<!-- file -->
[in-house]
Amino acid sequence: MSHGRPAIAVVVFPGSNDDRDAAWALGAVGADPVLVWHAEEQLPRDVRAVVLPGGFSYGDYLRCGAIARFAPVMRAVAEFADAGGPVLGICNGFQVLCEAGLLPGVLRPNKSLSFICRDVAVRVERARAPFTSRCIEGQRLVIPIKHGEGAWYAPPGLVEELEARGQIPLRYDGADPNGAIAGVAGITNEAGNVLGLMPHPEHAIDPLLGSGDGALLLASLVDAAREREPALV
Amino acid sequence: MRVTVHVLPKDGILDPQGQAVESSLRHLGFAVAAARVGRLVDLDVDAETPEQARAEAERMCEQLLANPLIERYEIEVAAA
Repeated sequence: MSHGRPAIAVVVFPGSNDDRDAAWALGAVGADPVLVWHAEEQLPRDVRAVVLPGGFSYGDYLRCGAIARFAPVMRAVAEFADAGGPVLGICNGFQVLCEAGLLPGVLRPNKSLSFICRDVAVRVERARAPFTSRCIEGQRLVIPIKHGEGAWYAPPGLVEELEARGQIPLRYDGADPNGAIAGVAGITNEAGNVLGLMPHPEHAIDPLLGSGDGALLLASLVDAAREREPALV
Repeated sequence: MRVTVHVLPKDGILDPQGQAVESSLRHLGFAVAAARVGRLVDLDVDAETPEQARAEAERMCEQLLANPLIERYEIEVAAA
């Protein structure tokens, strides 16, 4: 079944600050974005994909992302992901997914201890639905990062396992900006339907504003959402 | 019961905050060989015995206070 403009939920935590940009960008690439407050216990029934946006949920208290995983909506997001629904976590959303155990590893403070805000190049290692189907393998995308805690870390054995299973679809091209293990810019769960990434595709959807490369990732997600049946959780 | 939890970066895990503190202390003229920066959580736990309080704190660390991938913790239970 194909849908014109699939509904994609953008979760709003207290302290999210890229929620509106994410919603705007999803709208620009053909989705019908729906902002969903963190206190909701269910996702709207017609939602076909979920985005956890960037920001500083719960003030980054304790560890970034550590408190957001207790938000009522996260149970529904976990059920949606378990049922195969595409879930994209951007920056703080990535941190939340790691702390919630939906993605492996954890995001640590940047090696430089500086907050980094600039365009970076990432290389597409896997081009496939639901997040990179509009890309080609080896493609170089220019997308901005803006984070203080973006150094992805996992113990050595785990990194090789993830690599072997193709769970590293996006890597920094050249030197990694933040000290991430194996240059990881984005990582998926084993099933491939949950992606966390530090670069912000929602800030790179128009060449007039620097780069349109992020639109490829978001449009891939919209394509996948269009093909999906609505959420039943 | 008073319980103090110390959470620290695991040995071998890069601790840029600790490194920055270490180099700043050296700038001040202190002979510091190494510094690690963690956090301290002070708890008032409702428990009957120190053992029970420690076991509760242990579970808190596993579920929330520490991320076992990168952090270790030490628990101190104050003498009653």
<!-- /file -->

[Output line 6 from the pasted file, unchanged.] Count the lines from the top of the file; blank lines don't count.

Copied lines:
């Protein structure tokens, strides 16, 4: 079944600050974005994909992302992901997914201890639905990062396992900006339907504003959402 | 019961905050060989015995206070 403009939920935590940009960008690439407050216990029934946006949920208290995983909506997001629904976590959303155990590893403070805000190049290692189907393998995308805690870390054995299973679809091209293990810019769960990434595709959807490369990732997600049946959780 | 939890970066895990503190202390003229920066959580736990309080704190660390991938913790239970 194909849908014109699939509904994609953008979760709003207290302290999210890229929620509106994410919603705007999803709208620009053909989705019908729906902002969903963190206190909701269910996702709207017609939602076909979920985005956890960037920001500083719960003030980054304790560890970034550590408190957001207790938000009522996260149970529904976990059920949606378990049922195969595409879930994209951007920056703080990535941190939340790691702390919630939906993605492996954890995001640590940047090696430089500086907050980094600039365009970076990432290389597409896997081009496939639901997040990179509009890309080609080896493609170089220019997308901005803006984070203080973006150094992805996992113990050595785990990194090789993830690599072997193709769970590293996006890597920094050249030197990694933040000290991430194996240059990881984005990582998926084993099933491939949950992606966390530090670069912000929602800030790179128009060449007039620097780069349109992020639109490829978001449009891939919209394509996948269009093909999906609505959420039943 | 008073319980103090110390959470620290695991040995071998890069601790840029600790490194920055270490180099700043050296700038001040202190002979510091190494510094690690963690956090301290002070708890008032409702428990009957120190053992029970420690076991509760242990579970808190596993579920929330520490991320076992990168952090270790030490628990101190104050003498009653």